When used without a modifier, pairs is the only possible plural: Pairs of skaters glided over the ice. When modified by a number, pairs is the more common form, especially referring to persons: Six pairs of masked dancers led the procession. The unmarked plural pair is used mainly in reference to inanimate objects or nonhumans: He has three pair (or pairs ) of loafers. Two pair (or pairs ) of barn owls have nested on our property. Pair signifying two individuals can take either a singular or plural verb, but it is usually followed by a plural verb and referred to by a plural pronoun: The guilty pair have not been seen since their escape. In the sense “a set or combination of more than two objects forming a collective whole,” pair occurs chiefly in fixed phrases: a pair of beads; a pair of stairs. This use is now somewhat old-fashioned. collective noun, couple.
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Other Words From

  • pairwise adverb
  • un·paired adjective
  • well-paired adjective
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Word History and Origins

Origin of pair1

First recorded in 1250–1300; Middle English paire, from Old French, from Latin pāria, plural (taken as feminine singular) of pār “pair, partner,” also “equal, matching”; par 1

Origin of pair2

First recorded in 1820–30; from French: literally, “even,” from Latin pār “pair, partner,” also “equal, matching”; par 1( def )
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Word History and Origins

Origin of pair1

C13: from Old French paire, from Latin paria equal (things), from pār equal
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Idioms and Phrases

  1. grow a pair, Slang: Vulgar. to act in a stereotypically manly way, as by being brave:

    Stop the whining and grow a pair!

More idioms and phrases containing pair

In addition to the idiom beginning with pair , also see show one's (a clean pair of) heels .
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Synonym Study

Pair, brace, couple, span, yoke are terms for groups of two. Pair is used of two things naturally or habitually associated in use, or necessary to each other to make a complete set: a pair of dice. It is used also of one thing composed of two similar and complementary parts: a pair of trousers. Brace is a hunter's term, used of a pair of dogs, ducks, etc., or a pair of pistols or slugs: a brace of partridges. In couple the idea of combination or interdependence has become greatly weakened; it may be used loosely for two of anything ( a couple of apples ), and even for more than two: I have to see a couple of people. Span is used of a matched pair of horses harnessed together side by side. Yoke applies to the two animals hitched together under a yoke for drawing and pulling: a yoke of oxen.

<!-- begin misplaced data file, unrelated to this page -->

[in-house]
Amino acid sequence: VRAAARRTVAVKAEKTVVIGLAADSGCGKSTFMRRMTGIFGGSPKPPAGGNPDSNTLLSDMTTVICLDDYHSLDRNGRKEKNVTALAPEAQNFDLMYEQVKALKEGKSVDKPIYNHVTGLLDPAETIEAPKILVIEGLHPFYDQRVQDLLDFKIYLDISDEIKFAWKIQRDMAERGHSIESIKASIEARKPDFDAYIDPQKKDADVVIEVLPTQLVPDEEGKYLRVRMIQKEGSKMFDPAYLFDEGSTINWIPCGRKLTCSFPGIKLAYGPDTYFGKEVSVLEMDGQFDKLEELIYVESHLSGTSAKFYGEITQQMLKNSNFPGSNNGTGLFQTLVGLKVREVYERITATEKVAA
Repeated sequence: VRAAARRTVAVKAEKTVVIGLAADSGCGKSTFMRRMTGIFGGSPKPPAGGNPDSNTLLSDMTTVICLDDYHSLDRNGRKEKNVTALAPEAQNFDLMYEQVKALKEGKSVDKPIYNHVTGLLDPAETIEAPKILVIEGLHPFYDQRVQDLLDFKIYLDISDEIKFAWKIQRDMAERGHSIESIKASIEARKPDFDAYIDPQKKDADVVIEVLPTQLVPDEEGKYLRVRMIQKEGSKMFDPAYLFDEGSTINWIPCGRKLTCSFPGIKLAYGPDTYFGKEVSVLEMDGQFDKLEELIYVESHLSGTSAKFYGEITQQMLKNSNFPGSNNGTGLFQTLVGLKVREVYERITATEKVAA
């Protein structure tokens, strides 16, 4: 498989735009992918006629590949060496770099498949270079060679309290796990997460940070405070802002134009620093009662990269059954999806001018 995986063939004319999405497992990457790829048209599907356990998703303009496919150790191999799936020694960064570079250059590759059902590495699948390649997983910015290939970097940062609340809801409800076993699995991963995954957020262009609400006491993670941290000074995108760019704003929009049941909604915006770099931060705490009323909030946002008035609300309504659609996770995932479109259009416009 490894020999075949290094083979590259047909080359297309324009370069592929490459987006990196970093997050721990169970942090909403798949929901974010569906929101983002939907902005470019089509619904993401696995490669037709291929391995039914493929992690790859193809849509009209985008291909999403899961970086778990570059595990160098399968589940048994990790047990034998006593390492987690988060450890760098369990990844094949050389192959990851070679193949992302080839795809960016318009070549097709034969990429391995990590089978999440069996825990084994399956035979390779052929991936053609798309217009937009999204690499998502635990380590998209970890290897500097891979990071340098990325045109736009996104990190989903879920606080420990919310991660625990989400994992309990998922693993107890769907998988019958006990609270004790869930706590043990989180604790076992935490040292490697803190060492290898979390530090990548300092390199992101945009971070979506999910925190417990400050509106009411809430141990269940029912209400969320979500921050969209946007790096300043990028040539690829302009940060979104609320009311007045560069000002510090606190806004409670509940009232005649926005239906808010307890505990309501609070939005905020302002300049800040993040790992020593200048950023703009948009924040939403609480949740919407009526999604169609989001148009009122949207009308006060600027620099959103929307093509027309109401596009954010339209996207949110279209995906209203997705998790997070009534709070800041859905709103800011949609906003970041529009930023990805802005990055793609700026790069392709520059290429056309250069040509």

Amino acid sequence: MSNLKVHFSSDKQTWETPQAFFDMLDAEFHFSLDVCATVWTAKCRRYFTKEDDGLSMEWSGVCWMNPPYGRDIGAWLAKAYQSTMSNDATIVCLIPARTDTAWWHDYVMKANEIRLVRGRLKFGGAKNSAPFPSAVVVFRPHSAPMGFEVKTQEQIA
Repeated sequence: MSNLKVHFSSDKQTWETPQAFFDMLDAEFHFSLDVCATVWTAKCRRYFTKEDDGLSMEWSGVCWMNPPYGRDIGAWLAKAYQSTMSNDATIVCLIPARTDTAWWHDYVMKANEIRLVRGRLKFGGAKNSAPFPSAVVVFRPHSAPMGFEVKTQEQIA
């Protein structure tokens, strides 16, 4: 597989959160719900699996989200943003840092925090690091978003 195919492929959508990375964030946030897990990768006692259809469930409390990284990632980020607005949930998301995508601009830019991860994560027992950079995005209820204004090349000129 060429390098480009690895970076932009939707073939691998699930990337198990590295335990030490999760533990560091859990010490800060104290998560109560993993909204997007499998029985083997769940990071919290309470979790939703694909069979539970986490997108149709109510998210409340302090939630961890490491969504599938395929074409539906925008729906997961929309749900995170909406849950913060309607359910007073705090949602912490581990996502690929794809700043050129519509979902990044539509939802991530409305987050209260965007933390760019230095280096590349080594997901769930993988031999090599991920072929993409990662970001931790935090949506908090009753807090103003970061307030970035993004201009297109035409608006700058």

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Example Sentences

Some people are adamant that chocolate does not pair well with wine, period, no how, no way.

Vancouver’s Jordie Benn and Quinn Hughes are the second-worst defensive pair in regard to shot quality allowed.

“One pair of dry socks lives in my sleeping bag,” Oram says.

With the pair of games next week, Maryland will be on track to finish the season with 20 conference games as planned, despite the schedule disruptions the Big Ten has navigated this season because of the pandemic.

The second experiment, still using MTurk, added a pair of wrinkles.

Oh, and the first press image they released was a pair of black dudes in tracksuits as a troll of sorts to NME.

It will still carry a pair of Raytheon AIM-120 AMRAAM long-range air-to-air missiles and a pair of bombs.

Gurley was gunned down on Nov. 20, when a pair of cops was patrolling the rough housing project.

One of them had not been given time to get dressed; he was perp-walked wearing only a pair of boxers.

They waved down a pair of responding cops who followed the alleged cop killer into the subway.

He stood, with the air of a hero, both arms extended towards the amazed pair of lovers.

Under the long lashes of low lids a pair of eyes black and insolent set off the haughty lines of her scarlet lips.

Here the pair reached the "Dun Cow" and retired to their respective quarters.

Since words have different meanings, we may sometimes find that a pair of words exemplify all three Laws, as plough and sword.

The opposite of these two methods of rote learning is my method, which injects an active process between each pair of words.


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Definitions and idiom definitions from Unabridged, based on the Random House Unabridged Dictionary, © Random House, Inc. 2023

Idioms from The American Heritage® Idioms Dictionary copyright © 2002, 2001, 1995 by Houghton Mifflin Harcourt Publishing Company. Published by Houghton Mifflin Harcourt Publishing Company.